Arboreal Tree Cricket Songs

by Carl Strang

This year I finally was able to resolve my confusion about the songs of three arboreal tree crickets. The first breakthrough came from observing singing male two-spotted tree crickets, as I mentioned in an earlier post.

Two-spotted tree cricket (male)

After further study I developed a description of the two-spotted tree cricket song that I feel confident about. Their songs are composed of variable-length trills, 1 second to 7 seconds or longer duration. Spaces between trills can be very short or longer, but when longer usually are filled by a stuttering sound. Often their song seems more discordant or strained than those of the others. Both two-spotted and narrow-winged tree cricket songs are distinctly higher pitched than the song of a common reference, the snowy tree cricket, but not necessarily well separated from one another. When there is a slight difference, the two-spotted has the slightly higher pitch.

Narrow-winged tree cricket

Trill length and the spaces between trills are very consistent in narrow-wings, forming a regular rhythm, unlike the variable two-spotteds. Spaces between always are distinct, longer than the brief pauses most characteristic of two-spotteds, and do not contain stutters. The trills are brief, a couple of seconds long. There was a difference in when the species started, with the first two-spotted singing at the beginning of August, narrow-wings not beginning until the end of the month. Both species continued to the end of September.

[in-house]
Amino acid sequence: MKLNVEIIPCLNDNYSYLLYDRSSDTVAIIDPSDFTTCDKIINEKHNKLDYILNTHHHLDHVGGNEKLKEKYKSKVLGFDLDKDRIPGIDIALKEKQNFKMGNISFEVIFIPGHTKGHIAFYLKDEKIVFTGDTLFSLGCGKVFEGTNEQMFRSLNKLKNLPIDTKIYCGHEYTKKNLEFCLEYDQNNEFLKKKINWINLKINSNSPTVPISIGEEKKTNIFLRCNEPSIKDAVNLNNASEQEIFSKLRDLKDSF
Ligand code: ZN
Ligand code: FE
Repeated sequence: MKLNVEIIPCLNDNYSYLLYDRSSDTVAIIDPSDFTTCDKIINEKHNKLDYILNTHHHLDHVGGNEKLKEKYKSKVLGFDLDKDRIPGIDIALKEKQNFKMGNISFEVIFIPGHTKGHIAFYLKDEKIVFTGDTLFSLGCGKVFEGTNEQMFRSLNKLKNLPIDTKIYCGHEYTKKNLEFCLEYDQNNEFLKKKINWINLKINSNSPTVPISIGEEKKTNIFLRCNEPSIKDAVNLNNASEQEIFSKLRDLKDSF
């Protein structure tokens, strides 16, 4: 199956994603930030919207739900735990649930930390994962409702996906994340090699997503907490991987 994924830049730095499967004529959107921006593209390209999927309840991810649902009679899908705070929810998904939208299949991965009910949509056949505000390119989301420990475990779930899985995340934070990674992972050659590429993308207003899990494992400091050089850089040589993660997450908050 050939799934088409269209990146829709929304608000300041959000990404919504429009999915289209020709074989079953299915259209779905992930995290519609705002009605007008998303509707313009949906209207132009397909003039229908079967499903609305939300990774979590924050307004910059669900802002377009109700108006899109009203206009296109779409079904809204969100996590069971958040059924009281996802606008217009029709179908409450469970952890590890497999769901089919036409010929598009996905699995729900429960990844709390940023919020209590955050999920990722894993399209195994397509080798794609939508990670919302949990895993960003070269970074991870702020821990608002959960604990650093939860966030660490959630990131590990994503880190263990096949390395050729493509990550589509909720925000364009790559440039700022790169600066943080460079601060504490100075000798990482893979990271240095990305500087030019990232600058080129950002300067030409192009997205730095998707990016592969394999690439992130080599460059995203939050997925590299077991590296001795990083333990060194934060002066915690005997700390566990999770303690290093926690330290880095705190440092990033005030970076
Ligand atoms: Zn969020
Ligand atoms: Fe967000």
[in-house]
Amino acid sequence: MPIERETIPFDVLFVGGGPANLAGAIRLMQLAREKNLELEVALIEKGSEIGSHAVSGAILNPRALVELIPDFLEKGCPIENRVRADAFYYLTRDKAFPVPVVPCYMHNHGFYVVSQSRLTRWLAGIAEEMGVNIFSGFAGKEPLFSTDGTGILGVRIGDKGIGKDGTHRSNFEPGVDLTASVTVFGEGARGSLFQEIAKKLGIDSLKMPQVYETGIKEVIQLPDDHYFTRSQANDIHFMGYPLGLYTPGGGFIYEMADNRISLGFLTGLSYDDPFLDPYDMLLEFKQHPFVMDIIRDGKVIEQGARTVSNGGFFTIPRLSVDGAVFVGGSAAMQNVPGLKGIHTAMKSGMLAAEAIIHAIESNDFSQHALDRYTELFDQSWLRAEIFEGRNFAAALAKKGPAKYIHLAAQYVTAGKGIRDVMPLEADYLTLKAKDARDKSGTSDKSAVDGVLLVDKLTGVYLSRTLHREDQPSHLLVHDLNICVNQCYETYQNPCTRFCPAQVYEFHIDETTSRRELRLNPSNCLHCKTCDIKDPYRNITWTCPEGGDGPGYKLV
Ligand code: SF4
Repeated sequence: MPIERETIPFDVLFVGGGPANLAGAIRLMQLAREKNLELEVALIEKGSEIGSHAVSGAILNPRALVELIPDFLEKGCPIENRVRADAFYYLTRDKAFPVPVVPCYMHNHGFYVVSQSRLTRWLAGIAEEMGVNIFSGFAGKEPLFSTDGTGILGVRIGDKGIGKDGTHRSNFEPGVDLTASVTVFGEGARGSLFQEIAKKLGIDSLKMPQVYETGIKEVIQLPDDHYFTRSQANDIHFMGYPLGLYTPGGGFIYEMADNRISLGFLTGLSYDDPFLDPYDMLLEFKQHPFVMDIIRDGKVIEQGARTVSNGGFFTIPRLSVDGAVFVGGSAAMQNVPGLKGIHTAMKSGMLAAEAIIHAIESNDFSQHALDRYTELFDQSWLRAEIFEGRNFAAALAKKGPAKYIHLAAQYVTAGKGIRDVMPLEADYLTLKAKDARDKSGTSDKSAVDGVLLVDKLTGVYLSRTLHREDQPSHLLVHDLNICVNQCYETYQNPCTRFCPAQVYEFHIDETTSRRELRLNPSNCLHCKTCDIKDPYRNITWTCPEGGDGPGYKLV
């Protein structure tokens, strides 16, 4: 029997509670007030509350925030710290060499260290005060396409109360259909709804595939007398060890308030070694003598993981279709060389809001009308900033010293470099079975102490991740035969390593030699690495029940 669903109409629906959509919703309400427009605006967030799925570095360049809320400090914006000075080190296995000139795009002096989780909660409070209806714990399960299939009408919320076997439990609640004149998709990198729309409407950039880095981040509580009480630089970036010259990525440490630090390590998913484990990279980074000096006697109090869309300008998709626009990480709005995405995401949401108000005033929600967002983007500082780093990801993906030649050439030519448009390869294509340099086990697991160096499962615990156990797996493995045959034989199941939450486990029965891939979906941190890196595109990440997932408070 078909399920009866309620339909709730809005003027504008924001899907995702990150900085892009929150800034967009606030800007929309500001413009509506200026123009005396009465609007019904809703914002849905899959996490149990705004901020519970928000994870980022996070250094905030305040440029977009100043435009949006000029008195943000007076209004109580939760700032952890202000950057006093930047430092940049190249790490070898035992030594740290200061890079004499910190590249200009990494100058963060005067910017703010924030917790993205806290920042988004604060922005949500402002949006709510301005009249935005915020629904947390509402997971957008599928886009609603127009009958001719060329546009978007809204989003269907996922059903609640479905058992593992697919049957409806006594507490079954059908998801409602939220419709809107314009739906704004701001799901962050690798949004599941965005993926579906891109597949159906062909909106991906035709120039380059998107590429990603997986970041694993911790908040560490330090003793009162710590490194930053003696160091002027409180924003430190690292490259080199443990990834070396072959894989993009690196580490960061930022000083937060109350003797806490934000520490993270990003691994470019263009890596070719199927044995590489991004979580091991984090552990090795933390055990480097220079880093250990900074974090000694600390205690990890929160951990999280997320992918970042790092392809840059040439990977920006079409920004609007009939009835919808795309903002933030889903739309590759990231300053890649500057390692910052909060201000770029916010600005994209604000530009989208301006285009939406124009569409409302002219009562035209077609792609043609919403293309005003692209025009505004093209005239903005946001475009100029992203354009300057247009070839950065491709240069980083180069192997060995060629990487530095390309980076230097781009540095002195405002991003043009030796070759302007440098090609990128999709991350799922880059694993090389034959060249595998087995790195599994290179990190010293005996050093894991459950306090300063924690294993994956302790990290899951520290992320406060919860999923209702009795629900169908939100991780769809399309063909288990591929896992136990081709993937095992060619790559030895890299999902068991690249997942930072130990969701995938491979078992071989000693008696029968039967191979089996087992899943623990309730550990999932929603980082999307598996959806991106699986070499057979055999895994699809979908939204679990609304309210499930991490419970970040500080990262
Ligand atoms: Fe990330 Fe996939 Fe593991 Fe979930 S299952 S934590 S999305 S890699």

On two occasions I heard what could only be a Davis’s tree cricket. The long continuous trill, lower pitched than that of the snowy’s song, occasionally was broken. The cricket was well up in an ash tree. Though I only heard this one, I now suspect that I seldom hear them because their usual location is high in trees, according to the literature, where the higher-pitched chorus of other nocturnal crickets may obscure their songs. The lower pitch and much longer trill matches written descriptions in the literature, if not reference recordings (which give the impression that trills are more interrupted than in fact they are). For reference recordings, go to the Singing Insects of North America website or the Songs of Insects website.

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